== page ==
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Browsing: Diary of John Adams, Volume 2


Docno: ADMS-01-02-02-0008-0001-0009

Author: Adams, John
DateRange: 1778-02-21 - 1778-02-23

Feb. 21. Saturday, 22. Sunday, and 23d. Monday.

Exhibited such Scaenes as were new to me. We lost Sight of our Enemy it is true but We found our selves in the Gulph Stream, in the Midst of an epouvantable Orage, the Wind N.E. then N., and then North West.
It would be fruitless to attempt a Description of what I saw, heard and felt, during these 3 days and nights. To describe the Ocean, the Waves, the Winds, the Ship, her Motions, Rollings, Wringings and Agonies—the Sailors, their Countenances, Language and Behaviour, is impossible. No Man could keep upon his Legs, and nothing could { 276 } be kept in its Place—an universal Wreck of every Thing in all Parts of the Ship, Chests, Casks, Bottles &c. No Place or Person was dry.
On one of these Nights, a Thunder bolt struck 3 Men upon deck and wounded one of them a little, by a Scorch upon his Shoulder. It also struck our Main Topmast.1
1.
Tucker, Log (MH), 22 Feb.:
“... heavy gales and a Dangerous Sea Runing; one thing or another Continually giving away on board Ship.... Att half Past 3 A.M. Discoverd our fore sail was split in the Larbourd Leach but Could not Prevent it att that time for the Distress we wear at that time in; I Little Expected but to be Dismasted as I was almost Certain I heard the mainmast spring below the Deck. Afterwards Discoverd the truth of it. Still Continues an Extremity of Weather. So Ends this day. Pray god Protect Us and Carry Us through our Various troubles.”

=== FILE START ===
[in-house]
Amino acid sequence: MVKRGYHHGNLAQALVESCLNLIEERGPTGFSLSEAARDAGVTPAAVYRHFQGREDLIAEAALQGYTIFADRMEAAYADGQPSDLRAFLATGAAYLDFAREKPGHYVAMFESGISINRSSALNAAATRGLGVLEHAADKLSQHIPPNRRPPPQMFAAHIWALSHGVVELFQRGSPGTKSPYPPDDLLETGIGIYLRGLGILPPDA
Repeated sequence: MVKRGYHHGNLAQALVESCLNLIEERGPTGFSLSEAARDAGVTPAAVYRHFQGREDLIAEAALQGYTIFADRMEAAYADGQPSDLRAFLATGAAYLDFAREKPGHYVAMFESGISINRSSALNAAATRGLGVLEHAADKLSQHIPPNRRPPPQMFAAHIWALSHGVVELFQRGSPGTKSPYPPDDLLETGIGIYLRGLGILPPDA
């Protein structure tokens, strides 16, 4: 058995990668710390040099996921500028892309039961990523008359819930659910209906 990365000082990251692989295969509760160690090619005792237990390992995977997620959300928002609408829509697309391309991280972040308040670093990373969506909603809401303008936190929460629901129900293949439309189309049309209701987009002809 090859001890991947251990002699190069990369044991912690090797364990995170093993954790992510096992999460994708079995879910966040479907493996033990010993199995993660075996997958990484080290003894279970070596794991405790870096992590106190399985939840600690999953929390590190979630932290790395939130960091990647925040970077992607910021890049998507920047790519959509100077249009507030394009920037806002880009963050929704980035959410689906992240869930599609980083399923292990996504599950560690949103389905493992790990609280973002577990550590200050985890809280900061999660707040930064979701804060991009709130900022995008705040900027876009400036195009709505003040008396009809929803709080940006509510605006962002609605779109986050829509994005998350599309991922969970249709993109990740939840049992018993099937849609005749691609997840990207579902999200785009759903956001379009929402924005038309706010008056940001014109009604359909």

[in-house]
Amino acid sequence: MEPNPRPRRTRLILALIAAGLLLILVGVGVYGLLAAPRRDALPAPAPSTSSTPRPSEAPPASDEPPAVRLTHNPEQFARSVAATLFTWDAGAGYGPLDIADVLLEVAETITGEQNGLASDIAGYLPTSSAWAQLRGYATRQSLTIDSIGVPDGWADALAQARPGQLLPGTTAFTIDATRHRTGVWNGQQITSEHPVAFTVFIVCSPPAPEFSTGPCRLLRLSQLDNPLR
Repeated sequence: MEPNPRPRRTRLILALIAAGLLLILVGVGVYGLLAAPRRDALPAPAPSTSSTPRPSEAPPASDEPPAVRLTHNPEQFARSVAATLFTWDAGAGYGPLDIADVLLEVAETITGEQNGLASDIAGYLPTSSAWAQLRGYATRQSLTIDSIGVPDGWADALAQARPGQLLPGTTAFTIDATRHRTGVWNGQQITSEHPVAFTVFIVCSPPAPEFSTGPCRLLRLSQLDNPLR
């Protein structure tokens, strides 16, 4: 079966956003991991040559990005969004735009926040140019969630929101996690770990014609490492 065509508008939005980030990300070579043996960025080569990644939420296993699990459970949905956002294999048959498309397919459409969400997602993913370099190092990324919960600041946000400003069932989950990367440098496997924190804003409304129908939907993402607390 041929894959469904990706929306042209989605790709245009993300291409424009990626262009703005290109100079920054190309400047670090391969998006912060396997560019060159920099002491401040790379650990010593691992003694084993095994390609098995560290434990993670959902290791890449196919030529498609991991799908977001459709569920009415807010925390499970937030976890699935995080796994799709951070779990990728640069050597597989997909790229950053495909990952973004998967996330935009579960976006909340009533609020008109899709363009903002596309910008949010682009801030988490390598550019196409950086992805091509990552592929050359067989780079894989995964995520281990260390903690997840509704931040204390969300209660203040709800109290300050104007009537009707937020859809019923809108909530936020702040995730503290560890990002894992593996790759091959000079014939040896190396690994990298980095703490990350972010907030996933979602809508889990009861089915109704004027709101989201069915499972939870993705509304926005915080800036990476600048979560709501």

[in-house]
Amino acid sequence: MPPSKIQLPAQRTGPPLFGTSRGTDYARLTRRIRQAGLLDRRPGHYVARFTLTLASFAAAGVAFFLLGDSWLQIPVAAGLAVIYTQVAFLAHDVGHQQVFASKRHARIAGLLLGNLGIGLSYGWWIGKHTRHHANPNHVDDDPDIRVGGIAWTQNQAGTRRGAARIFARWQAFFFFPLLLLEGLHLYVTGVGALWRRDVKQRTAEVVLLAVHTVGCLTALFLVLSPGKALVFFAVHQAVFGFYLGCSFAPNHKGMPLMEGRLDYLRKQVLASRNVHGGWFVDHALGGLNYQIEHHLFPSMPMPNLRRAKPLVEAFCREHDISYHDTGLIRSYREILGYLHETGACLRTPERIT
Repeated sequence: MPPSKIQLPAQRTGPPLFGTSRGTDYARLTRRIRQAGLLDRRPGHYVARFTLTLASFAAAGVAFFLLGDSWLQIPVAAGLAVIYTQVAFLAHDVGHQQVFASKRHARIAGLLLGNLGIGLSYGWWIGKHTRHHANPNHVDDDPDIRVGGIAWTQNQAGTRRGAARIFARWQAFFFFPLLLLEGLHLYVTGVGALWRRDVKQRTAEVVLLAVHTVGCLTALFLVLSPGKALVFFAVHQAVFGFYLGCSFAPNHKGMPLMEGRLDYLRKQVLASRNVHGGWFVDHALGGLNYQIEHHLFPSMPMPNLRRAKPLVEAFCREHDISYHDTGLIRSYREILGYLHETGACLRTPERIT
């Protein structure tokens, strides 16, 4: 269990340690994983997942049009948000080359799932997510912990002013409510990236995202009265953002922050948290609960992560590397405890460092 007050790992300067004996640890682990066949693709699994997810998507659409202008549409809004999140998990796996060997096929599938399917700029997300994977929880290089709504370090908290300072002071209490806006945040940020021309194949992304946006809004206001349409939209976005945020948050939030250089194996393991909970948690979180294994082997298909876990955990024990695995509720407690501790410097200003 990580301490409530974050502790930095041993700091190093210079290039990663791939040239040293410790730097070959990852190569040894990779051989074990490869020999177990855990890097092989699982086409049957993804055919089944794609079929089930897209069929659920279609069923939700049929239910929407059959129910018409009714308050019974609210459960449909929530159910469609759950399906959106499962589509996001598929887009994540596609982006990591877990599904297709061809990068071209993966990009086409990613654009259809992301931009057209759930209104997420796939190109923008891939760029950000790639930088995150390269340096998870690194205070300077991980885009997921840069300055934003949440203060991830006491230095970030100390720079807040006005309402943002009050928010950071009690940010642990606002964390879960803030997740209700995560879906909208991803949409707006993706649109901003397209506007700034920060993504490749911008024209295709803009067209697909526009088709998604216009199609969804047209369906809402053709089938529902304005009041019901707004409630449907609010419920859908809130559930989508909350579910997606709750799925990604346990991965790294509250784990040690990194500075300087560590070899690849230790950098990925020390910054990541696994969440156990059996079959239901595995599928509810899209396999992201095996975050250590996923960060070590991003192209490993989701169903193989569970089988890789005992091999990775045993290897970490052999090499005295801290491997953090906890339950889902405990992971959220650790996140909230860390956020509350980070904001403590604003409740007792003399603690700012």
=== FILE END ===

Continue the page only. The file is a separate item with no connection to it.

As for the seaman struck by lightning, “he lived three days and died raving mad” (William Jennison Jr., “Journal,” PMHB, 15: 102 [April 1891]). Jennison was a lieutenant of marines aboard the Boston, and his journal adds a few details concerning this voyage not found elsewhere. See also JA's Autobiography under 20 Feb. 1778.

Docno: ADMS-01-02-02-0008-0001-0010

Author: Adams, John
DateRange: 1778-02-24 - 1778-02-26

Tuesday 24. Wednesday 25. Thursday 26.

Tuesday We spyd a Sail and gave her Chase. We overhawled her, and upon firing a Gun to Leeward, and hoisting American Colours, she fired a friendly Gun and Hoisted the French Colours of the Province of Normandy. She lay to for us, and We were coming about to speak to her, when the Wind sprung up fresh of a sudden and carryed away our Main top Mast. We have been employed ever since in getting in a New one, repairing the Sails and Rigging much damaged in the late Storm, and in cleaning the Ship and putting her in order. From the 36 to the 39. deg[rees] of Lat. are called the Squawly Latitudes, and We have found them to answer their Character.
I should have been pleased to have kept a minute Journal of all that passed, in the late Chases and turbulent Weather, but I was so wet, and every Thing and Place was so wett—every Table and Chair was so wrecked that it was impossible to touch a Pen, or Paper.
It is a great Satisfaction to me however, to recollect, that I was myself perfectly calm during the whole. I found by the Opinion of the People aboard, and of the Captain himself that We were in Danger, and of this I was certain allso from my own Observation, but I thought myself in the Way of my Duty, and I did not repent of my Voyage.
I confess I often regretted that I had brought my son. I was not so clear that it was my Duty to expose him, as myself, but I had been led to it by the Childs Inclination and by the Advice of all my Friends. Mr. Johnnys Behaviour gave me a Satisfaction that I cannot express— fully sensible of our Danger, he was constantly endeavouring to bear { 277 } it with a manly Patience, very attentive to me and his Thoughts constantly running in a serious Strain.
Cite web page as: Founding Families: Digital Editions of the Papers of the Winthrops and the Adamses, ed.C. James Taylor. Boston: Massachusetts Historical Society, 2014.
http://www.masshist.org/apde2/